Drew: Yeah, that was a weird show, because we rocked up and they said “there’s the stage” and we were like “what, where the billiard table and the family seating is? Oh, OK”. They moved everything, and it was kind of like playing in someone’s living room.  And I was like “how is this going to be a good show? Where are we?”

Perry: I was toying with the idea of having the sound guy flick the light switches, just so we could have some lighting.

Drew: But that show was insane.

Perry: It was awesome.

Drew: Perry was in the crowd toward the end, people were jumping all over him…

Perry: …There was a full-on mosh pit…

Drew: …Some guy got a bass… in the head. I found out later.  I was like “sorry man but watch out” and he was like “don’t worry, it just made me rock harder”.  So I thought “I’m not getting in a fight with you”.  But that show was one of those little gems. And because its such a small room, there was no riser so it was just like us versus them.

Perry: It was like one of those dance-offs…

Drew:… but nobody won…No, everybody won!

Perry: It was really cool, really intimate.  I could get in people’s faces. We told people to come forward,  there was nowhere for them to come forward into, but they still came forward. And it was really tight, awesome vibe, awesome energy.  The most memorable gig in a long time.

Drew: …and in the smallest of rooms, too.

And then you went up to Rock City…

Perry: Yeah, that was pretty sweet.  We were in the basement part of it, and The Goo Goo Dolls were playing that night too.  I was thinking about pulling a cheeky photo of their queue and bragging they were all there for us….

Drew: …Just another crowd….

Perry: ..but still, there was a good turnout and it was really good.  There was a different energy, and after Southampton we just wanted to jump on the floor and start tearing it up again, but we kept it a bit lower profile. But there was water all over the stage….

Drew: That was kind of my fault, because I stood on a bottle.  Well, I went to get down off the riser and then the bottle fell over – but it was a squirty bottle, so I’m just playing and I see this torpedo of water.  And I thought “That’s going to cause problems.” And it did.  It was slippy.

Perry: I didn’t notice any loss in traction, man.  Maybe it’s these new boots that I’ve got.

Circles - InfinitasAnd so, these UK dates coincided with the release of Infinitas.  How do you think it’s been received?

Perry: Amazing.  The fans are loving it.  We’re getting new fans every day, I think. Everybody seems to be digging what we’re doing.  We weren’t sure about the progression of it, that it wouldn’t be what people were expecting or hoping for.  We like the album and we love the songs, but you always wonder if that’s what people are going to like.  We just write songs for ourselves and if everyone likes them, that’s great.  But, yeah, we’re just blown away by how its been received.  And people seem to be digging the progression.

Drew: I reckon it’s a big progression, really.  I didn’t think about it until I heard the actual finished CD in a car, but then I thought it was quite different.  I mean, it’s not like Pablo Honey to Kid A or anything like that, but it’s grown up, isn’t it?

Perry: More mature, I guess.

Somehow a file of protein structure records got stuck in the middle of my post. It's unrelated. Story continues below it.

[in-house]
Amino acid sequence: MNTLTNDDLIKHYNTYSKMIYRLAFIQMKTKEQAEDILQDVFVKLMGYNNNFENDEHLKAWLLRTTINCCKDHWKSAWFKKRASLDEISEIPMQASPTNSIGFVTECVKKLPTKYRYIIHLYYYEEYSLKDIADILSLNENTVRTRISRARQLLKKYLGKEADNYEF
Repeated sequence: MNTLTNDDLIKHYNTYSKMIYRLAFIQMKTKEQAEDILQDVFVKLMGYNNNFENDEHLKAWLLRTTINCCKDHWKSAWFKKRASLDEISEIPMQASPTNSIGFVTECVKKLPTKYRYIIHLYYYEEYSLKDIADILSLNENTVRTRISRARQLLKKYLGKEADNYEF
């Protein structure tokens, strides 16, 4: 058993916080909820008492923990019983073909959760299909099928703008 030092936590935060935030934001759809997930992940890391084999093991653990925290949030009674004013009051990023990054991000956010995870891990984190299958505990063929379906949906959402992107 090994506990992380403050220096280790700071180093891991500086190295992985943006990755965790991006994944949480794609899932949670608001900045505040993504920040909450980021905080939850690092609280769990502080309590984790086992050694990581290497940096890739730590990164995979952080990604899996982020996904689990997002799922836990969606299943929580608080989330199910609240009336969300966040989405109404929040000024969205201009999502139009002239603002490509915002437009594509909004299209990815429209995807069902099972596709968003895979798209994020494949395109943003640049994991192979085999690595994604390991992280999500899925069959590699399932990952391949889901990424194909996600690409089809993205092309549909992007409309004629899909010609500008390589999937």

So how long were you working on the songs for Infinitas?  Did you start that process straight after The Compass?

Perry: Pretty much.  We toured quite a bit back home, which was good because it raised our profile. But, at the same time, we were writing – just not as quickly as we would have liked to.  And then when we started recording, we’d just get distracted by shows and whatnot.  Ultimately, we were always doing it, but then we just realised that all this time had gone by.  We ended up chucking out a whole heap of songs and basically starting again.  We’re perfectionists.  It had to take its time.  If we’d done it straight away, it would have been a completely different CD.

Drew: Yeah, we didn’t want to just throw out something,just to get something out there in time.  It’s a complete waste of time and money.  And for your ears to be busted with shit music is not cool.  But when we spoke to Barley at Basick, they gave us a deadline. They said that if we want to get to Europe for this time of year, then you need to have it finished by this sort of time.  It was mostly done anyway, there were maybe three tracks that needed to be finished or recorded.  And they said you need to have it finished by this time, we need to get artwork, mixed, mastered, everything in London by this date.  And as soon as we got that we just went…. “shit”… this has to be done, otherwise we could miss the boat by, like, a year.

Perry: And there was already a year’s worth of work behind it, at least.

Drew: Yeah, well, there’s parts of the album that were written before The Compass.

And you recorded everything yourselves?

Drew: Yeah, everything’s in-house.

So I guess that made it a more elongated process?  I mean, you didn’t have to book studio time and say, record all the bass tracks in three days.

Perry: Ted’s the brains behind most of the writing and production side, definitely.  I suppose it’s a temptation having it there all the time, to change and fiddle with it.

I’ve listened to other self-recorded albums in the past where you can really tell it was the guitarist doing the recording, because the guitars sound fucking incredible, but everything else sounds like it was recorded in a barn, but that’s not the case with Infinitas.

Drew: That’s because Ted’s into everything – he’s an 80’s pop kid, more or less.  And he realises that he can’t mix a progressive album to sound like pop.  He’s just got a really good ear for that type of stuff.  But, from what I can gather from spending time with Ted, everything has its place, so if you took something out of the mix, something would be noticeably missing.  That’s why I reckon he’s so good at it – plus he writes most of it.